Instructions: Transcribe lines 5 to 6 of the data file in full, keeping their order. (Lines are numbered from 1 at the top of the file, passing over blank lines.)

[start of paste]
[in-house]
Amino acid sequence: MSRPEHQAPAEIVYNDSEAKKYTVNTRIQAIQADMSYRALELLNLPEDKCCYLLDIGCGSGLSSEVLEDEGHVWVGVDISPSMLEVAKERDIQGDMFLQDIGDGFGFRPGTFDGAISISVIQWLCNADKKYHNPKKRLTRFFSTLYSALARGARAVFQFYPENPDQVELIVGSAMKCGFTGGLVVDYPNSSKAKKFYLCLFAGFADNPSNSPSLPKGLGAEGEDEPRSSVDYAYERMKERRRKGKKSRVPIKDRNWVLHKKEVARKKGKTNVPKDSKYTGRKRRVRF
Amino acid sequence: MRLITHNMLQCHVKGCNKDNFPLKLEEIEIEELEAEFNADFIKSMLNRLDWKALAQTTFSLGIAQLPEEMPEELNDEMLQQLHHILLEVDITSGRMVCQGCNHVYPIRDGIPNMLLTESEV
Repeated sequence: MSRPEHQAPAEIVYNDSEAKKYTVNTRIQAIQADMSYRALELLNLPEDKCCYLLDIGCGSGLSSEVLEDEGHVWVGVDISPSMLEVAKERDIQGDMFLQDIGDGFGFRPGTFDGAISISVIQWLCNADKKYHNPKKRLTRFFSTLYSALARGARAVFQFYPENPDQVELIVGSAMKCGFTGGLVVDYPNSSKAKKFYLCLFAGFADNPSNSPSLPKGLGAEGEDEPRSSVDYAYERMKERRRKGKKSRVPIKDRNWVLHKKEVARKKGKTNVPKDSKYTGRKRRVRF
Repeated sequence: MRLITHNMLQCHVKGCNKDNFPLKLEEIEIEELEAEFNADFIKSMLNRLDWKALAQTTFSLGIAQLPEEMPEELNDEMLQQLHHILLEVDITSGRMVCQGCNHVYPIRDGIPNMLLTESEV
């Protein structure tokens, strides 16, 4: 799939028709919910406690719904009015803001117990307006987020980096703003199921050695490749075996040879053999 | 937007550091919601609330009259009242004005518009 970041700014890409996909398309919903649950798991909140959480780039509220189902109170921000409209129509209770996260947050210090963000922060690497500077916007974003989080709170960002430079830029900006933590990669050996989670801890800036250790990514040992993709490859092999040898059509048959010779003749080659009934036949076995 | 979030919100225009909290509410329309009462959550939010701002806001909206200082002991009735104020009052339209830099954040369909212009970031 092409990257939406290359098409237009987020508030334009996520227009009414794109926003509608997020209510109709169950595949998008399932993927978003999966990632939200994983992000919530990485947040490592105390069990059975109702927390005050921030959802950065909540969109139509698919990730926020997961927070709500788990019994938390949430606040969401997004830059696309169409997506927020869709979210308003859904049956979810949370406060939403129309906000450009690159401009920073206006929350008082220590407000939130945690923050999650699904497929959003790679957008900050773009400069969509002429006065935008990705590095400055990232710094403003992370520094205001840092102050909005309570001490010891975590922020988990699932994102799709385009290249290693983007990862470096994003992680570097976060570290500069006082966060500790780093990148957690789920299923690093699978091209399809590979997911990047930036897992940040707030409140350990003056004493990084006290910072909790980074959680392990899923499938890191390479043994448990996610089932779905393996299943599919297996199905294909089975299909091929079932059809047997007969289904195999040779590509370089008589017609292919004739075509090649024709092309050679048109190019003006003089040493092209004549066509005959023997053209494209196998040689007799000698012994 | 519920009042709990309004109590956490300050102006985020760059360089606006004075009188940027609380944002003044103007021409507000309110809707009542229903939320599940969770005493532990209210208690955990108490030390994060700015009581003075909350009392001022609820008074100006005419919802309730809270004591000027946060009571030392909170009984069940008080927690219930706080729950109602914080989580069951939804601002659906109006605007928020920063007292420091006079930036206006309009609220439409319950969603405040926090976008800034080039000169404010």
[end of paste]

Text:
Repeated sequence: MRLITHNMLQCHVKGCNKDNFPLKLEEIEIEELEAEFNADFIKSMLNRLDWKALAQTTFSLGIAQLPEEMPEELNDEMLQQLHHILLEVDITSGRMVCQGCNHVYPIRDGIPNMLLTESEV
């Protein structure tokens, strides 16, 4: 799939028709919910406690719904009015803001117990307006987020980096703003199921050695490749075996040879053999 | 937007550091919601609330009259009242004005518009 970041700014890409996909398309919903649950798991909140959480780039509220189902109170921000409209129509209770996260947050210090963000922060690497500077916007974003989080709170960002430079830029900006933590990669050996989670801890800036250790990514040992993709490859092999040898059509048959010779003749080659009934036949076995 | 979030919100225009909290509410329309009462959550939010701002806001909206200082002991009735104020009052339209830099954040369909212009970031 092409990257939406290359098409237009987020508030334009996520227009009414794109926003509608997020209510109709169950595949998008399932993927978003999966990632939200994983992000919530990485947040490592105390069990059975109702927390005050921030959802950065909540969109139509698919990730926020997961927070709500788990019994938390949430606040969401997004830059696309169409997506927020869709979210308003859904049956979810949370406060939403129309906000450009690159401009920073206006929350008082220590407000939130945690923050999650699904497929959003790679957008900050773009400069969509002429006065935008990705590095400055990232710094403003992370520094205001840092102050909005309570001490010891975590922020988990699932994102799709385009290249290693983007990862470096994003992680570097976060570290500069006082966060500790780093990148957690789920299923690093699978091209399809590979997911990047930036897992940040707030409140350990003056004493990084006290910072909790980074959680392990899923499938890191390479043994448990996610089932779905393996299943599919297996199905294909089975299909091929079932059809047997007969289904195999040779590509370089008589017609292919004739075509090649024709092309050679048109190019003006003089040493092209004549066509005959023997053209494209196998040689007799000698012994 | 519920009042709990309004109590956490300050102006985020760059360089606006004075009188940027609380944002003044103007021409507000309110809707009542229903939320599940969770005493532990209210208690955990108490030390994060700015009581003075909350009392001022609820008074100006005419919802309730809270004591000027946060009571030392909170009984069940008080927690219930706080729950109602914080989580069951939804601002659906109006605007928020920063007292420091006079930036206006309009609220439409319950969603405040926090976008800034080039000169404010």